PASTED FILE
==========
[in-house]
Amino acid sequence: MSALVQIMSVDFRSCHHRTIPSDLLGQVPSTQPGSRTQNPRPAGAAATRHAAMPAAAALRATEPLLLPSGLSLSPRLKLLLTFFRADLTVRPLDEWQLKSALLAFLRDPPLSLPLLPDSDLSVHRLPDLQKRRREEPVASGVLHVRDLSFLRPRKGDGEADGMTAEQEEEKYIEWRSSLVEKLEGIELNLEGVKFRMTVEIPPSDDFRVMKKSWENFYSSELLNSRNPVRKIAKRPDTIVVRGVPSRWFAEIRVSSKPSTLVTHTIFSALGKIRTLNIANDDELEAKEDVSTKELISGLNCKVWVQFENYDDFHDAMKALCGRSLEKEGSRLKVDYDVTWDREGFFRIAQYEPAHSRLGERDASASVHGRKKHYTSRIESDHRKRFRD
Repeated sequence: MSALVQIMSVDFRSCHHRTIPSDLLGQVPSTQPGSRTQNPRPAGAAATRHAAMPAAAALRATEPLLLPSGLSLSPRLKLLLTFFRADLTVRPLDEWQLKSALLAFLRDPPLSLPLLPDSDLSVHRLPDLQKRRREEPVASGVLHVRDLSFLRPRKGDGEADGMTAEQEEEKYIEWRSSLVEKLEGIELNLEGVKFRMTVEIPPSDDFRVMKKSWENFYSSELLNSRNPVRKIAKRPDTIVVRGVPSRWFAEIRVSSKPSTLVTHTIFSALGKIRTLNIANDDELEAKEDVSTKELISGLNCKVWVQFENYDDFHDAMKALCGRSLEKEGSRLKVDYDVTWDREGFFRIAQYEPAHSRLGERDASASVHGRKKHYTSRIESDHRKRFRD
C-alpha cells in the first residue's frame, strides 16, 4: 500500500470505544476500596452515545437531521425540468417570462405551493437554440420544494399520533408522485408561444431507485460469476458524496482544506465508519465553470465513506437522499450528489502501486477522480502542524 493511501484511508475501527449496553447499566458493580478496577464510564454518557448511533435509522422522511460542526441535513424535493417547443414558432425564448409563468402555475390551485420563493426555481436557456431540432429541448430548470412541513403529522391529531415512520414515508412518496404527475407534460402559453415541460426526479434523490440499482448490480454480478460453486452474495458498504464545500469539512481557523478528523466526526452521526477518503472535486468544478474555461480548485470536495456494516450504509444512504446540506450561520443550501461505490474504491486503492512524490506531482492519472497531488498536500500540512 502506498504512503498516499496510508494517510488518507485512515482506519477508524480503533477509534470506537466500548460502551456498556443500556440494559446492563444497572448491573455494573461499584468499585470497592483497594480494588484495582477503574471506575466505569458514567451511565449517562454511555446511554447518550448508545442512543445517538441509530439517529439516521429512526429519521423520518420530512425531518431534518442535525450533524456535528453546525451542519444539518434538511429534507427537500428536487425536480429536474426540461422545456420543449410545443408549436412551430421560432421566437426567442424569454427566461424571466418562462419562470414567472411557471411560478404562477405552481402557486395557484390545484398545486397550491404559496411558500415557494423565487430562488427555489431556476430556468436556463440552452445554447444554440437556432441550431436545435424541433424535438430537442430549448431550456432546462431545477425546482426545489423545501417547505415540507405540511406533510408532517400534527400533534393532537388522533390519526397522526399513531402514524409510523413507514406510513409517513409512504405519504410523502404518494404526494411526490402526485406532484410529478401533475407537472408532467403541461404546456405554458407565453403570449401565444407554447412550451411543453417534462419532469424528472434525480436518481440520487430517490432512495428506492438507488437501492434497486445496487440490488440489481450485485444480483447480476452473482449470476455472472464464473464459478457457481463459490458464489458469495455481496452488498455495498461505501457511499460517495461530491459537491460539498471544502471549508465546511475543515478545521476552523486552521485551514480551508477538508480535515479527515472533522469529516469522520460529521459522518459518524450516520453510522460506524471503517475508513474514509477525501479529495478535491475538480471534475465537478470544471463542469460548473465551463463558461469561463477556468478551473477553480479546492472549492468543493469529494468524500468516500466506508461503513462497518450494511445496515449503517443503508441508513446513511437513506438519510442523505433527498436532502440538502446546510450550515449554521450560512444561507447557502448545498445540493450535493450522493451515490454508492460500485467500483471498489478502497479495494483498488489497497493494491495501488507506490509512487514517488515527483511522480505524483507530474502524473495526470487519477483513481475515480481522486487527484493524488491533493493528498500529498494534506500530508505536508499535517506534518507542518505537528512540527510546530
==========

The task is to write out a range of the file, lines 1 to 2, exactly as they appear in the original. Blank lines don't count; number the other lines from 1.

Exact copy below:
[in-house]
Amino acid sequence: MSALVQIMSVDFRSCHHRTIPSDLLGQVPSTQPGSRTQNPRPAGAAATRHAAMPAAAALRATEPLLLPSGLSLSPRLKLLLTFFRADLTVRPLDEWQLKSALLAFLRDPPLSLPLLPDSDLSVHRLPDLQKRRREEPVASGVLHVRDLSFLRPRKGDGEADGMTAEQEEEKYIEWRSSLVEKLEGIELNLEGVKFRMTVEIPPSDDFRVMKKSWENFYSSELLNSRNPVRKIAKRPDTIVVRGVPSRWFAEIRVSSKPSTLVTHTIFSALGKIRTLNIANDDELEAKEDVSTKELISGLNCKVWVQFENYDDFHDAMKALCGRSLEKEGSRLKVDYDVTWDREGFFRIAQYEPAHSRLGERDASASVHGRKKHYTSRIESDHRKRFRD